If the Prized Amalgam shell isn't running Smuggler's Copters, it's running Eldrazi for an emerge shell. Elder Deep-Fiend is the primary reason to go for a slower emerge game, but Distended Mindbender (present even in this aggro version's sideboard) has plenty of upside as well.

B/G Delirium is also trying to decide whether it wants Eldrazi or not:


There are versions with Smuggler's Copter, and those tend to run Blossoming Defense as well for a more aggro build; those for obvious reasons don't run an Emrakul, the Promised End like this version does. They share enough cards — Grim Flayer, Ishkanah, Grafwidow, Liliana, the Last Hope, Grasp of Darkness, and Traverse the Ulvenwald — that both styles can be put under the same umbrella for now, but that might change soon. Either way, the deck works with the synergies of filling the graveyard and finding the right card for the job, whether through Grim Flayer, Traverse the Ulvenwald, Grapple with the Past, and sometimes Vessel of Nascency.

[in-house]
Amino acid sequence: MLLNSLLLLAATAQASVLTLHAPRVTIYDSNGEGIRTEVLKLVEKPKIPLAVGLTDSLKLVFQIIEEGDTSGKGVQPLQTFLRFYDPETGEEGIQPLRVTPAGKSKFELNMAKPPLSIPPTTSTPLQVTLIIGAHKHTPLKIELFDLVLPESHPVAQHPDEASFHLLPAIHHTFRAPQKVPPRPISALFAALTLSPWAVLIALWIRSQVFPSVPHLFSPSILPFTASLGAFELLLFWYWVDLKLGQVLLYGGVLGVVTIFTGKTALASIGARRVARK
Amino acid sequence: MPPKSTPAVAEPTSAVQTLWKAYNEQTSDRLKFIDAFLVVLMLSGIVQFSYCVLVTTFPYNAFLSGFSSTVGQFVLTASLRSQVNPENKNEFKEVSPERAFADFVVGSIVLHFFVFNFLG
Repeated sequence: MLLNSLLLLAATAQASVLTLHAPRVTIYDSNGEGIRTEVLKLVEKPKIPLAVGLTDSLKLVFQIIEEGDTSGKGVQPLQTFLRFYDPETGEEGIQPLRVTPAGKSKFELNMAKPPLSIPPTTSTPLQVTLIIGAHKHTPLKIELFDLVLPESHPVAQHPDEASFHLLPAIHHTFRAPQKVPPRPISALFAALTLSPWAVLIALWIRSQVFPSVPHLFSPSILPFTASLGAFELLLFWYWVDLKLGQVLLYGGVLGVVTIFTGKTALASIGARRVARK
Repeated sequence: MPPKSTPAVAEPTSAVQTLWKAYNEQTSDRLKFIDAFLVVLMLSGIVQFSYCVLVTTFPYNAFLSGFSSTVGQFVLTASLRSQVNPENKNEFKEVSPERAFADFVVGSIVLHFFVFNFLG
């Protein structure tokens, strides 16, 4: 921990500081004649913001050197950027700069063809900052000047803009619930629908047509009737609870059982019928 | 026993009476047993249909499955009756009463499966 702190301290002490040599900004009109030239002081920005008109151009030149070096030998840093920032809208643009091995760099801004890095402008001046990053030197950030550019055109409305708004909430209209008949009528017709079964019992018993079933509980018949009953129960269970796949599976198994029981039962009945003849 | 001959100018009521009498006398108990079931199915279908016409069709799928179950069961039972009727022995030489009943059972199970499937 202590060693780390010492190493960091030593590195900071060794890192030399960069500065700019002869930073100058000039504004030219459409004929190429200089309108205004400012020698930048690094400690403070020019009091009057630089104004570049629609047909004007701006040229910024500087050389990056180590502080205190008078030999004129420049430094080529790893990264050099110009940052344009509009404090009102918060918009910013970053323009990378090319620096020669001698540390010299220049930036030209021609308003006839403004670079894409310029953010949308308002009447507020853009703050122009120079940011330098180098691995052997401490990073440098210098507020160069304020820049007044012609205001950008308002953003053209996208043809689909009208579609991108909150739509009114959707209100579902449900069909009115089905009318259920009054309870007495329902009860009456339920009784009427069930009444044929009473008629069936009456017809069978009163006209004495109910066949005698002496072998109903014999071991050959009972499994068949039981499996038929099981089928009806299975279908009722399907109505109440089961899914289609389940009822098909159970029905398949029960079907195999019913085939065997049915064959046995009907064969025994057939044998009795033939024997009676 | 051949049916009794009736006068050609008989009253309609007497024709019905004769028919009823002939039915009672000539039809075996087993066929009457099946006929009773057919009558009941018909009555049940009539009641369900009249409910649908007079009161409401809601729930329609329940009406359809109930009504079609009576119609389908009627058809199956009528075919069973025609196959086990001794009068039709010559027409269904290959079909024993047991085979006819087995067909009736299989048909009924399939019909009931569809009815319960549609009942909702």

Mindwrack Demon shows up in some builds; its being bigger than Smuggler's Copter is quite useful (although the deck already running Grasp of Darkness and Ishkanah, Grafwidow might give it enough game against the Copter anyway). With as much graveyard recursion/tutoring as this shell has, there are many singletons available for the long game, so there's a lot of tinkering at the margins. The fact that you can build this without Smuggler's Copter will give this deck a leg up if everyone starts regularly main-decking Ceremonious Rejection and Fragmentize. And in general, delirium decks being so un-Kaladesh seems to give it a couple percentage points against the aetherpunk-filled metagame.

One Spicy Metaball